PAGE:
‘DOG*WALK’s’ Kristin Peterson on directing small subjects and keeping the fun in film

“‘Never work with animals or children,’ sounded like a challenge. I was feeling brave.”

Claudia Lasiowski and Tabitha McKay arrive on a neighbor’s front steps with an offer to walk her dog for the questionable price of $20. All proceeds go to helping fight spina bifida, or so they claim. In actuality, the girls spend much of their time rocking out in their garage. The dog is returned, cash is pocketed, and the grownups are none the wiser.

The services provided in DOG*WALK are most definitely for a good cause, but it’s not because of its two troublemaking girls. Director Kristin Peterson mixes relatively innocent shenanigans with punk rock gusto and an in-your-face jukebox soundtrack for a short film that clowns on the adults in the room while keeping them in on the joke. After screening her film at the Milwaukee Film Festival’s “Milwaukee Show” and then the Central Wisconsin Film Festival earlier this month, I asked Peterson about writing with the darkly comedic Jon Phillips and directing two of cinema’s most notoriously challenging subjects:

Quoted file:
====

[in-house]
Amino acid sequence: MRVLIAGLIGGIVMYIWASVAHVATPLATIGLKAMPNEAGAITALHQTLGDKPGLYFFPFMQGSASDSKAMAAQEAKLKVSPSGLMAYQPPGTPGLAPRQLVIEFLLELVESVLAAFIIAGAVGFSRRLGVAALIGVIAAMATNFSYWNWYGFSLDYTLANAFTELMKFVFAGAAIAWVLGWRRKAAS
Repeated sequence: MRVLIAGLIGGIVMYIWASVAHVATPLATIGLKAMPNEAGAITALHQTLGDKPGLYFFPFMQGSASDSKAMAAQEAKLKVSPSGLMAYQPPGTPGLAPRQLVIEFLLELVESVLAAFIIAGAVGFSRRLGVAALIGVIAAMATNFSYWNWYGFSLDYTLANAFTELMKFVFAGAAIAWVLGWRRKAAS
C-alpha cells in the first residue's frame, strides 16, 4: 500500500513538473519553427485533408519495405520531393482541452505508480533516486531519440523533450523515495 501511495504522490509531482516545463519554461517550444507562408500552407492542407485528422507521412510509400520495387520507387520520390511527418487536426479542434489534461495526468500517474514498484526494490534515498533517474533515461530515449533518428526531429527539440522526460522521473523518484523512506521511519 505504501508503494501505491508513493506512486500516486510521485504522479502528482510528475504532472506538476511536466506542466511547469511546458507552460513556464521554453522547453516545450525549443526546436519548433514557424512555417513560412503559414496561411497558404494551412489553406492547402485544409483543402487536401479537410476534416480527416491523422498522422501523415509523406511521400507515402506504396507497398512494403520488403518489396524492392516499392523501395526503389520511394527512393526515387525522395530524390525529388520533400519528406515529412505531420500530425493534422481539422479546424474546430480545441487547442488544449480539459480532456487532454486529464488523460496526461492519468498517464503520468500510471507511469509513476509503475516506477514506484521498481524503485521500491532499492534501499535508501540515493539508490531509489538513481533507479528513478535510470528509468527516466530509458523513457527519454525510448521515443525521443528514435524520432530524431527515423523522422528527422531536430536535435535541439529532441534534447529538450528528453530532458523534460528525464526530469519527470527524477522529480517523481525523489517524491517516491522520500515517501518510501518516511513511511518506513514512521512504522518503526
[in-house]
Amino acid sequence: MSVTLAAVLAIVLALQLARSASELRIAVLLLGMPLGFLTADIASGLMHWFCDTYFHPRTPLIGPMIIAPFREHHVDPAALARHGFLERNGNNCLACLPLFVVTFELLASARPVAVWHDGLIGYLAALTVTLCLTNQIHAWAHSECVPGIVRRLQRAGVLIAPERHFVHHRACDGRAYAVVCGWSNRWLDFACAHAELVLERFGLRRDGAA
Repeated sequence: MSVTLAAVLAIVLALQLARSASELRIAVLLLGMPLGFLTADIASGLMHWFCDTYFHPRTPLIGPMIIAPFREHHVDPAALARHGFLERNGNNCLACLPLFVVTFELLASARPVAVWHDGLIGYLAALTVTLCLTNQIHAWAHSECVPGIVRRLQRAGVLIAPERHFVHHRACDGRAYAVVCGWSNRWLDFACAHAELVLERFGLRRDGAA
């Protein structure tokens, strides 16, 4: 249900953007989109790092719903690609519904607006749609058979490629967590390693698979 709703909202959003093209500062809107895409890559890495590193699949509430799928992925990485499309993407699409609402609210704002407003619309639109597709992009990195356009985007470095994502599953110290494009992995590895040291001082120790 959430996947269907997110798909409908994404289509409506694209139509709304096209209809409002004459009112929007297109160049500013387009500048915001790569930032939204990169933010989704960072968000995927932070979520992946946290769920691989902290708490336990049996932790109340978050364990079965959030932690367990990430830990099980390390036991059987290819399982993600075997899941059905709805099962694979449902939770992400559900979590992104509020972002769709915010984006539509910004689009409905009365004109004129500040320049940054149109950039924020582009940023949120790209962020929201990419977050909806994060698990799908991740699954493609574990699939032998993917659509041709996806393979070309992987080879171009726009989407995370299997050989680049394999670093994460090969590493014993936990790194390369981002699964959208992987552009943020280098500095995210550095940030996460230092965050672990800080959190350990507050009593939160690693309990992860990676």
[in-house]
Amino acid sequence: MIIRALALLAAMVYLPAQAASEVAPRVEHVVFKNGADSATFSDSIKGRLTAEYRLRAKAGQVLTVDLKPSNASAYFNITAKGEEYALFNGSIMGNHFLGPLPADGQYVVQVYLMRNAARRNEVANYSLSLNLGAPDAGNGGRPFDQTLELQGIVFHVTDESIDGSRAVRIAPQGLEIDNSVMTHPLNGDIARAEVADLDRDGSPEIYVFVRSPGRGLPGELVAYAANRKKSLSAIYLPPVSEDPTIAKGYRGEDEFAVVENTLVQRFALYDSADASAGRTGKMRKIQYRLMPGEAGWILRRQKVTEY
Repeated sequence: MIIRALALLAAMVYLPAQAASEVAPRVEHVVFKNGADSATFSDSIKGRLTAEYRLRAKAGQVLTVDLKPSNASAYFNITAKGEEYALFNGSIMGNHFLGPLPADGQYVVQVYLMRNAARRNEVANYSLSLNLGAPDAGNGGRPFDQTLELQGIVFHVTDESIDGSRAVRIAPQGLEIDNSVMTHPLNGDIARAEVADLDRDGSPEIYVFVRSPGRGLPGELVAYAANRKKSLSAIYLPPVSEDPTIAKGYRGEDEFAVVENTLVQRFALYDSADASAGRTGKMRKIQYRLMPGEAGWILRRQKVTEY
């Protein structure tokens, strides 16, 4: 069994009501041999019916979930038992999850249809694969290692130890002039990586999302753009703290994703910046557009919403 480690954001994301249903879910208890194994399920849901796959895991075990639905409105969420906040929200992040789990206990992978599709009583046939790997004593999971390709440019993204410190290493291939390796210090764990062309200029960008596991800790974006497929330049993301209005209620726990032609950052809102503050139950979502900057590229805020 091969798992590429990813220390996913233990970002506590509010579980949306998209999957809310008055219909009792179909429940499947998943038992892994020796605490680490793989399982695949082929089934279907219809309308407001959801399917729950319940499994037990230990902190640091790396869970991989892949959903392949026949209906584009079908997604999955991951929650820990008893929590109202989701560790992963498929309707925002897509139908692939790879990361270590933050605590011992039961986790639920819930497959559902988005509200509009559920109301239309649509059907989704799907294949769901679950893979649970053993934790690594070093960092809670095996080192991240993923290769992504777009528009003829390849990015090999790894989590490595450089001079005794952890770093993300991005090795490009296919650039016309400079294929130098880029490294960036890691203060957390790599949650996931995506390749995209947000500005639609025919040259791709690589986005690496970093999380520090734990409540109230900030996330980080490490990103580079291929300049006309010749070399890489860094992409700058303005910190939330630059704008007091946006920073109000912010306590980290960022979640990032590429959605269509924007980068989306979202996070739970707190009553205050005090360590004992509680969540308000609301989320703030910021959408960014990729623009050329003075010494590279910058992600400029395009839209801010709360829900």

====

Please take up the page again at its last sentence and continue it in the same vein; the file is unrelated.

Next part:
I’ve read good things about this year’s “Milwaukee Show,” which seems like it’s been a gamble at past festivals. Were you in the audience for DOG*WALK? What was the reaction like?

Kristin: I was in the audience with the majority of my crew and two of our three actresses. The room was very receptive! It’s always reassuring to hear an audience laugh where I wrote jokes, and it’s equally reassuring to hear the audience laugh where I had not expected laughter!

The festival’s director Jonathan Jackson invited the cast and crew up for questions. I was anxious beforehand about what questions he would ask because we had screened the short at a Works in Progress event in May where he and two other local filmmakers led a discussion and critique. The editor and I worked with their advice and submitted a final edit to the festival. I had no idea what else he had to comment on.

Dogs and kids have difficult reputations on movie sets. You chose to work with both.

Kristin: My first step in the process was making a list of my assets. I don’t have many resources (high-quality camera, lights, $) and it is increasingly difficult after graduation to gain cheap/free access to filmmaking resources. I was sort of in the film program at UW-Milwaukee, so my assets were my experience with children and animals, my parents’ home, and the set of very talented pals I had the pleasure of going to school with. For many years I was a play therapist for children with disabilities, a babysitter, and generally just the one that made the kids laugh at family gatherings. I am also a big fan of dogs. That W.C. Fields’ quote, “Never work with animals or children,” sounded like a challenge. I was feeling brave. I said, boldly, “If anyone can, I can.”

Of course there was some crying, and the two shooting days went very long, 12 – 14 hours. But the girls were great and their mothers were on set to help regulate them. The girls also flirted with our grips, so there was some entertainment. My mother did much to keep them entertained.